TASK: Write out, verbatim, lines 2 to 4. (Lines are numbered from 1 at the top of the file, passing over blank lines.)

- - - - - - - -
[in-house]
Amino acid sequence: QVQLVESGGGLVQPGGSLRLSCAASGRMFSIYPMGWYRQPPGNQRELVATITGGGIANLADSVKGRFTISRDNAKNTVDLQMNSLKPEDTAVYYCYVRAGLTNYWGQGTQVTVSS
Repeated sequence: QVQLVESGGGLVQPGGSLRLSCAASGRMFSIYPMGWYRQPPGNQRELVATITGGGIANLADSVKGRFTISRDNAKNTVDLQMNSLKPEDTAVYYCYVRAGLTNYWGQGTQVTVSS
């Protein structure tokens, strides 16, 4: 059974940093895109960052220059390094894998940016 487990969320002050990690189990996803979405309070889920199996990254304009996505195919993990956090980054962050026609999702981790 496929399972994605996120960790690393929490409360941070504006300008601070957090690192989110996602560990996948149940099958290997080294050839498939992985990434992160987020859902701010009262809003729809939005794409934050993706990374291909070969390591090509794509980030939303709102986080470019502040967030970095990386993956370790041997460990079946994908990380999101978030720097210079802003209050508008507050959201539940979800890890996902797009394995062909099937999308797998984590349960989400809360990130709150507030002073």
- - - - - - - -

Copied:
Amino acid sequence: QVQLVESGGGLVQPGGSLRLSCAASGRMFSIYPMGWYRQPPGNQRELVATITGGGIANLADSVKGRFTISRDNAKNTVDLQMNSLKPEDTAVYYCYVRAGLTNYWGQGTQVTVSS
Repeated sequence: QVQLVESGGGLVQPGGSLRLSCAASGRMFSIYPMGWYRQPPGNQRELVATITGGGIANLADSVKGRFTISRDNAKNTVDLQMNSLKPEDTAVYYCYVRAGLTNYWGQGTQVTVSS
């Protein structure tokens, strides 16, 4: 059974940093895109960052220059390094894998940016 487990969320002050990690189990996803979405309070889920199996990254304009996505195919993990956090980054962050026609999702981790 496929399972994605996120960790690393929490409360941070504006300008601070957090690192989110996602560990996948149940099958290997080294050839498939992985990434992160987020859902701010009262809003729809939005794409934050993706990374291909070969390591090509794509980030939303709102986080470019502040967030970095990386993956370790041997460990079946994908990380999101978030720097210079802003209050508008507050959201539940979800890890996902797009394995062909099937999308797998984590349960989400809360990130709150507030002073």